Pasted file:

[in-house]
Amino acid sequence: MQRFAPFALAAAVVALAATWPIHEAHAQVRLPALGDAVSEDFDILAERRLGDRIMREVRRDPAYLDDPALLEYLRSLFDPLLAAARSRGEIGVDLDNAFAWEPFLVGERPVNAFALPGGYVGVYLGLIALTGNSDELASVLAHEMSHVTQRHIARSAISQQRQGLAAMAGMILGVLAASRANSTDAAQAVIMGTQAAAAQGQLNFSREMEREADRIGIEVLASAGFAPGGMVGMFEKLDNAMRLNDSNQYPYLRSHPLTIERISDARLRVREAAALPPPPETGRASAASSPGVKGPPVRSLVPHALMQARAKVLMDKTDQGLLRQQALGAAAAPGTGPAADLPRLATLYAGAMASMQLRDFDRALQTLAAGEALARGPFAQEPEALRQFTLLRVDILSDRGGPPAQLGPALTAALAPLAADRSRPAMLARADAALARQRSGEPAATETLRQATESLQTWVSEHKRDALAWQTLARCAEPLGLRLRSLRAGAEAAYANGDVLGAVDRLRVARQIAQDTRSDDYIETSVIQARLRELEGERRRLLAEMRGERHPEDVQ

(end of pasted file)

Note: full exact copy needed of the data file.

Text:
[in-house]
Amino acid sequence: MQRFAPFALAAAVVALAATWPIHEAHAQVRLPALGDAVSEDFDILAERRLGDRIMREVRRDPAYLDDPALLEYLRSLFDPLLAAARSRGEIGVDLDNAFAWEPFLVGERPVNAFALPGGYVGVYLGLIALTGNSDELASVLAHEMSHVTQRHIARSAISQQRQGLAAMAGMILGVLAASRANSTDAAQAVIMGTQAAAAQGQLNFSREMEREADRIGIEVLASAGFAPGGMVGMFEKLDNAMRLNDSNQYPYLRSHPLTIERISDARLRVREAAALPPPPETGRASAASSPGVKGPPVRSLVPHALMQARAKVLMDKTDQGLLRQQALGAAAAPGTGPAADLPRLATLYAGAMASMQLRDFDRALQTLAAGEALARGPFAQEPEALRQFTLLRVDILSDRGGPPAQLGPALTAALAPLAADRSRPAMLARADAALARQRSGEPAATETLRQATESLQTWVSEHKRDALAWQTLARCAEPLGLRLRSLRAGAEAAYANGDVLGAVDRLRVARQIAQDTRSDDYIETSVIQARLRELEGERRRLLAEMRGERHPEDVQ